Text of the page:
Thursday, October 18, 2012
Review: Blood and Mistletoe
Blood and Mistletoe by E.J. Stevens
My rating: 5 of 5 stars
Book Info: Genre: Urban Fantasy
Reading Level: Adult
Book Available: November 20, 2012
Recommended for: Fans of Urban Fantasy, those who enjoy tales of the fae that treats them realistically
Disclosure: I received this book as an ARC from the author in exchange for an honest review.
Synopsis: Holidays are worse than a full moon for making people crazy. In Harborsmouth, where many of the residents are undead vampires or monstrous fae, the combination may prove deadly.
Ivy Granger, psychic private investigator, returns to the streets of Harborsmouth in this addition to the bestselling urban fantasy series.
Holidays are Hell, a point driven home when a certain demon attorney returns with information regarding a series of bloody murders. Six Harborsmouth residents have been killed and every victim has one thing in common--they are fae. Whoever is killing faeries must be stopped, but they only leave one clue behind--a piece of mistletoe floating in a pool of the victim's blood.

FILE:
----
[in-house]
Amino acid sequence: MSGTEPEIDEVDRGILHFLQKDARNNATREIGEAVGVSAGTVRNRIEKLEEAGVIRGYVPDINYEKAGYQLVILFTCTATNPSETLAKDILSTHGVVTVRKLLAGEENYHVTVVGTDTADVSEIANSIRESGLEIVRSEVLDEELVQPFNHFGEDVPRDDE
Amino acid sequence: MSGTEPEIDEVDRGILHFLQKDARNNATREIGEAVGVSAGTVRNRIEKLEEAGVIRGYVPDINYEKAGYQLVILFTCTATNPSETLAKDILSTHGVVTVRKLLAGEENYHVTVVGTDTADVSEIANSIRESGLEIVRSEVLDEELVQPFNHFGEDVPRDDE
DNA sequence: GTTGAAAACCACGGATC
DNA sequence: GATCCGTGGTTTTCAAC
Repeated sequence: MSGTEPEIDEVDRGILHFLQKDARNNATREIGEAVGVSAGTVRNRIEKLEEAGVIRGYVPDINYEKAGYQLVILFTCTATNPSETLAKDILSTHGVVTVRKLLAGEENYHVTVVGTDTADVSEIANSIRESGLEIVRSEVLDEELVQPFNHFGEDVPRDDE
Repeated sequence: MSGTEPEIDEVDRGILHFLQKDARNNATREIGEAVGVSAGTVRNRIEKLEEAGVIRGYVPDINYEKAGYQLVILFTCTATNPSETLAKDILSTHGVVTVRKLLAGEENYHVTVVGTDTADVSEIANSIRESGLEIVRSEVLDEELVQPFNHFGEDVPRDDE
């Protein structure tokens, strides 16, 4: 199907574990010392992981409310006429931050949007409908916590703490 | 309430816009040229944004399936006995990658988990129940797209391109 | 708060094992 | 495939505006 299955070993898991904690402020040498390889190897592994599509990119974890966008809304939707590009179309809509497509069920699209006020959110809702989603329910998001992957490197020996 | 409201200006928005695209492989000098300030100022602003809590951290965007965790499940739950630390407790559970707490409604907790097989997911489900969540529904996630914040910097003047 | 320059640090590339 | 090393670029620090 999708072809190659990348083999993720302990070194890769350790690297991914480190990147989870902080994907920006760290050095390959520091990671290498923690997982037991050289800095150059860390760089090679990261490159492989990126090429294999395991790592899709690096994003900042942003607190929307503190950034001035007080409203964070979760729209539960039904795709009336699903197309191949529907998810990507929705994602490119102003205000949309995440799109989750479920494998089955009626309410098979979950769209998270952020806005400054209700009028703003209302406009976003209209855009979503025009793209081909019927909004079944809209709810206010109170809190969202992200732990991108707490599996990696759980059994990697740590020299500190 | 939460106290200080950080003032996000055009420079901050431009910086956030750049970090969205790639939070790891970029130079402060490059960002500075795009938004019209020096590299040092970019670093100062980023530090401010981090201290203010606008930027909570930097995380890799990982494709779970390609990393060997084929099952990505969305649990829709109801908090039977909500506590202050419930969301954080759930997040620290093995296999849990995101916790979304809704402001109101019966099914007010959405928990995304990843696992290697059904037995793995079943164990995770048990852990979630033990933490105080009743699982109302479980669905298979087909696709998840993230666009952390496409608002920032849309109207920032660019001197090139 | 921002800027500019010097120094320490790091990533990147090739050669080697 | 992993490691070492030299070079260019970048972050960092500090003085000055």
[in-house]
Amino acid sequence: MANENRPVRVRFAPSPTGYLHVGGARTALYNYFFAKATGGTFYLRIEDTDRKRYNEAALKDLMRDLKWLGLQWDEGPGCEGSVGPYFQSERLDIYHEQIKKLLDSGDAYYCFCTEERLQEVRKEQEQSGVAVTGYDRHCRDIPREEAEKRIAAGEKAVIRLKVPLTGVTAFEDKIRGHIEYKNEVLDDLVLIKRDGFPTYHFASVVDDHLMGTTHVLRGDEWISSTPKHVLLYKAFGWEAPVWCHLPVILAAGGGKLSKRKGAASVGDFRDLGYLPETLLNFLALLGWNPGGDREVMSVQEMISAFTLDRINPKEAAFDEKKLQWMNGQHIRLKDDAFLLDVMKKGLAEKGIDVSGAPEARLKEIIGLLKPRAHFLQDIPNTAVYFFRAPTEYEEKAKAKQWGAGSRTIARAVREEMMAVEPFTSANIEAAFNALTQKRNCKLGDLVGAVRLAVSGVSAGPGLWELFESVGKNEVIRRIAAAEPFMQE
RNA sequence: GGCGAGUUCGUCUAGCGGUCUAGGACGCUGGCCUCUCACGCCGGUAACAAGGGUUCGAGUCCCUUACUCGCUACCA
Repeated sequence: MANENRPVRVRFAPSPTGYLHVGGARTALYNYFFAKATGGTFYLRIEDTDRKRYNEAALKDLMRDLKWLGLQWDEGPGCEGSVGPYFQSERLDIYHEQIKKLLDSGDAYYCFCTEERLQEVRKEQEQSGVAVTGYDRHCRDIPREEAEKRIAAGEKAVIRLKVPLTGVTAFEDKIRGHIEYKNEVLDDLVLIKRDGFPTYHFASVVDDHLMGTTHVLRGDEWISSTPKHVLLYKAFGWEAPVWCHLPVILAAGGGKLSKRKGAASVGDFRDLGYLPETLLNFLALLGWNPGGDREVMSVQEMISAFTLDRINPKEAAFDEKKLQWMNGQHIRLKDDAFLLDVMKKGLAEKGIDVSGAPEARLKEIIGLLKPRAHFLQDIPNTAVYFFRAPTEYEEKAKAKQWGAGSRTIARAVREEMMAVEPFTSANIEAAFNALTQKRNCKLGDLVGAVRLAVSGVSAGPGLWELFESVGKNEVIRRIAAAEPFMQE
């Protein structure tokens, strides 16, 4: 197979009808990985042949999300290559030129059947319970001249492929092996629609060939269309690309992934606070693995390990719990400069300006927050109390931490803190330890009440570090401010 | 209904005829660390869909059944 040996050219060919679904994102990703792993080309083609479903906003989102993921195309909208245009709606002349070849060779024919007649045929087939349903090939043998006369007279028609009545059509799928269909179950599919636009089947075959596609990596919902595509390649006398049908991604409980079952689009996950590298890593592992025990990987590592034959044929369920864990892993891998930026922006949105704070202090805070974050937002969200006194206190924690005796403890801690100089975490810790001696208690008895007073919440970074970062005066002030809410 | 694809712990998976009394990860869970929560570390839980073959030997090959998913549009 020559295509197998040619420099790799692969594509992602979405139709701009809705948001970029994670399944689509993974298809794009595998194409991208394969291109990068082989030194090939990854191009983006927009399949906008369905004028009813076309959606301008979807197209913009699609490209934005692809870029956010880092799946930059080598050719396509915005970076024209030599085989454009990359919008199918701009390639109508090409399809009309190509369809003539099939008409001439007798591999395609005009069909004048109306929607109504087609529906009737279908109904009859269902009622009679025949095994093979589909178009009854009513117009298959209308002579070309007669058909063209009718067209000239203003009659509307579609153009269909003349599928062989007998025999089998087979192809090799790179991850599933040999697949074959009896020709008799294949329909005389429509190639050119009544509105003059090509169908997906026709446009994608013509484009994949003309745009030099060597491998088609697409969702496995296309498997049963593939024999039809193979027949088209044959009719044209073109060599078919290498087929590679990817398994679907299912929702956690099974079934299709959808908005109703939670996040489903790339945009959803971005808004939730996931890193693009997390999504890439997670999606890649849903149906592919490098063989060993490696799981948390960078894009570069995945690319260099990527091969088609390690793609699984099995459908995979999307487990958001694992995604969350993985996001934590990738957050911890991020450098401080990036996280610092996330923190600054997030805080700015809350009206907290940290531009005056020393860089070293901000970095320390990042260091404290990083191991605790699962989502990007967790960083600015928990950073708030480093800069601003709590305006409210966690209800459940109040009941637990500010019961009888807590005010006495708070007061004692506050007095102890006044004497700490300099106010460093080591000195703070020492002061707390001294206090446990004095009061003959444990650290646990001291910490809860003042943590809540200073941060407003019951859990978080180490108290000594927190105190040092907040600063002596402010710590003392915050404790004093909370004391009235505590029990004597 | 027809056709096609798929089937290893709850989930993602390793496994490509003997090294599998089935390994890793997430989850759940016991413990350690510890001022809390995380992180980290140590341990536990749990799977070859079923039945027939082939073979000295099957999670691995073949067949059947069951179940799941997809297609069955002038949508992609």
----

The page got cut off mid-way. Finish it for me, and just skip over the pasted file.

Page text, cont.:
The holidays just got interesting. Too bad this case may drive Ivy mad before the New Year. Heck, she'll be lucky to survive Christmas.
Blood and Mistletoe is an Ivy Granger series novella.
My Thoughts: I read the first book in the Ivy Granger series, Shadow Sight, in July of this year and really loved it (review can be seen here on sites that allow links). This novella helps bridge the gap leading up to the next full novel in this series, Ghost Light, which is scheduled for release in 2013. This book is a novella, but Stevens puts in a lot of action, keeping the plot moving at a brisk pace.
Hob has told Ivy that, “...the very, very old fae tended to go through an unhealthy stage of boredom that was often followed by a period of ‘goin’ doololly.’” As it turns out, the fae that Ivy is up against in this story is very, very old indeed, and describing her as “goin’ doololly,” is probably a kind way of putting it. Fans of the Dresden Files will recognize the name Leanansidhe, but I think Stevens has a more realistic idea of what Leanansidhe is like – very, very old fae: very, very “doololly”.
Of course I’m not going to tell you what Leanansidhe has to do with the story – that would be telling, wouldn’t it? But if you like urban fantasy, especially with very realistic depictions of the fae, you really need to read E.J. Stevens’ Ivy Granger, Psychic Eye series – it’s really wonderful stuff!
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